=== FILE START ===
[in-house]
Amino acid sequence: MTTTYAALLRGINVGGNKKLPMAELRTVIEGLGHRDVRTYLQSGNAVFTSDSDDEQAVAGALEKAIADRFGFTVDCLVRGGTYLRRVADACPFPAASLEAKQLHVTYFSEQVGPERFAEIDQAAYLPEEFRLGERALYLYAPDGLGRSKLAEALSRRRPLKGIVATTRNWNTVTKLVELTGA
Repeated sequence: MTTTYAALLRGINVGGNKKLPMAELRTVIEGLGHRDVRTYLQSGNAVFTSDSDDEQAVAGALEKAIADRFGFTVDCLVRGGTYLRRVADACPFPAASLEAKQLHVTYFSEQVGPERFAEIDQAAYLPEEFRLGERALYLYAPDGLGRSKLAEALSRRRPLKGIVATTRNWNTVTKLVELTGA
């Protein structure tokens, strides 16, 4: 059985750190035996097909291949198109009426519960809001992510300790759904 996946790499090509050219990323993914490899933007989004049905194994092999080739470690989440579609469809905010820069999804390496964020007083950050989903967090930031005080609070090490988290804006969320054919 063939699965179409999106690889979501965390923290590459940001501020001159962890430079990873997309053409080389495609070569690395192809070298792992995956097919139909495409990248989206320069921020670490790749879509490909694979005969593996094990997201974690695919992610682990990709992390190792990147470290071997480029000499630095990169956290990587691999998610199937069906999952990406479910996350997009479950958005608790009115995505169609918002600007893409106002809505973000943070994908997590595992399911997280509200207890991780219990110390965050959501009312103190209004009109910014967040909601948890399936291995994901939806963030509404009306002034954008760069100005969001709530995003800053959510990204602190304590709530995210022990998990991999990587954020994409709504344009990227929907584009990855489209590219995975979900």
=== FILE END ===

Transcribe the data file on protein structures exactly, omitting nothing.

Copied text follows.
[in-house]
Amino acid sequence: MTTTYAALLRGINVGGNKKLPMAELRTVIEGLGHRDVRTYLQSGNAVFTSDSDDEQAVAGALEKAIADRFGFTVDCLVRGGTYLRRVADACPFPAASLEAKQLHVTYFSEQVGPERFAEIDQAAYLPEEFRLGERALYLYAPDGLGRSKLAEALSRRRPLKGIVATTRNWNTVTKLVELTGA
Repeated sequence: MTTTYAALLRGINVGGNKKLPMAELRTVIEGLGHRDVRTYLQSGNAVFTSDSDDEQAVAGALEKAIADRFGFTVDCLVRGGTYLRRVADACPFPAASLEAKQLHVTYFSEQVGPERFAEIDQAAYLPEEFRLGERALYLYAPDGLGRSKLAEALSRRRPLKGIVATTRNWNTVTKLVELTGA
């Protein structure tokens, strides 16, 4: 059985750190035996097909291949198109009426519960809001992510300790759904 996946790499090509050219990323993914490899933007989004049905194994092999080739470690989440579609469809905010820069999804390496964020007083950050989903967090930031005080609070090490988290804006969320054919 063939699965179409999106690889979501965390923290590459940001501020001159962890430079990873997309053409080389495609070569690395192809070298792992995956097919139909495409990248989206320069921020670490790749879509490909694979005969593996094990997201974690695919992610682990990709992390190792990147470290071997480029000499630095990169956290990587691999998610199937069906999952990406479910996350997009479950958005608790009115995505169609918002600007893409106002809505973000943070994908997590595992399911997280509200207890991780219990110390965050959501009312103190209004009109910014967040909601948890399936291995994901939806963030509404009306002034954008760069100005969001709530995003800053959510990204602190304590709530995210022990998990991999990587954020994409709504344009990227929907584009990855489209590219995975979900």